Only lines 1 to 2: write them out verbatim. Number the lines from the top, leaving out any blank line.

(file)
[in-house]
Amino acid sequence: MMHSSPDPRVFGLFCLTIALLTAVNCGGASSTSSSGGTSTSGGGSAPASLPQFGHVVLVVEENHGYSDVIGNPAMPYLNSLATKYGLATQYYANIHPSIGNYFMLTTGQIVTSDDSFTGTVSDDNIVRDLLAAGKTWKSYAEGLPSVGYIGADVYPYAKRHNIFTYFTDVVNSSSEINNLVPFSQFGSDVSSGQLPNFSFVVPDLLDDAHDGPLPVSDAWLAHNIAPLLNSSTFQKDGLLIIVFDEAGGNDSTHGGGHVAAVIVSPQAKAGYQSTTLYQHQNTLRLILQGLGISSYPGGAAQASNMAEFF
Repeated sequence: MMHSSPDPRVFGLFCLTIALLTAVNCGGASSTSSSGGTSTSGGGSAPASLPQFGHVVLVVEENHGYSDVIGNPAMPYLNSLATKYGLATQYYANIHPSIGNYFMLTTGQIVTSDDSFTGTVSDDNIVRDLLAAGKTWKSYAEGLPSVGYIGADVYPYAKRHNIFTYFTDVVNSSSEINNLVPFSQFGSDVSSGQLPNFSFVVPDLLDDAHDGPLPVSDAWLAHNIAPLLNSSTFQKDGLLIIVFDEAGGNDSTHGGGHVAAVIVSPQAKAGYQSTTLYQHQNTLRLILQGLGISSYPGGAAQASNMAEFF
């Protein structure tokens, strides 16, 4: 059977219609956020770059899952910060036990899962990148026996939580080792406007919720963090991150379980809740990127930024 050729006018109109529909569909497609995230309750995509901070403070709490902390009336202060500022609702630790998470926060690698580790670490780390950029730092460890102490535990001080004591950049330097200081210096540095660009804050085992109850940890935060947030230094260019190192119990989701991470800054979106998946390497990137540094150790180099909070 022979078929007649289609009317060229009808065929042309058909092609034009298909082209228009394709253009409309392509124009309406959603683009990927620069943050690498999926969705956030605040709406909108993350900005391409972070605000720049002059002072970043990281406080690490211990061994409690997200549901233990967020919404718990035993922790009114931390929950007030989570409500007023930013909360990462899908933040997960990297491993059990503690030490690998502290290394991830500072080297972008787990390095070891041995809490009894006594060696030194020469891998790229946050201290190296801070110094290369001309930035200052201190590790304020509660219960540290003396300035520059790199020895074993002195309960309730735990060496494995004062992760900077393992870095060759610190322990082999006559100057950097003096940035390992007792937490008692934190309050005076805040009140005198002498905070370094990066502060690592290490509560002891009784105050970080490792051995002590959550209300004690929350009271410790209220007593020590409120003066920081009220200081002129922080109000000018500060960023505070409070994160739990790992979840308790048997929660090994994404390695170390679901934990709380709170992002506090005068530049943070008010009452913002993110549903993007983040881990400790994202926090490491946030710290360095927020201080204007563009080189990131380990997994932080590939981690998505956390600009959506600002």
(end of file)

[in-house]
Amino acid sequence: MMHSSPDPRVFGLFCLTIALLTAVNCGGASSTSSSGGTSTSGGGSAPASLPQFGHVVLVVEENHGYSDVIGNPAMPYLNSLATKYGLATQYYANIHPSIGNYFMLTTGQIVTSDDSFTGTVSDDNIVRDLLAAGKTWKSYAEGLPSVGYIGADVYPYAKRHNIFTYFTDVVNSSSEINNLVPFSQFGSDVSSGQLPNFSFVVPDLLDDAHDGPLPVSDAWLAHNIAPLLNSSTFQKDGLLIIVFDEAGGNDSTHGGGHVAAVIVSPQAKAGYQSTTLYQHQNTLRLILQGLGISSYPGGAAQASNMAEFF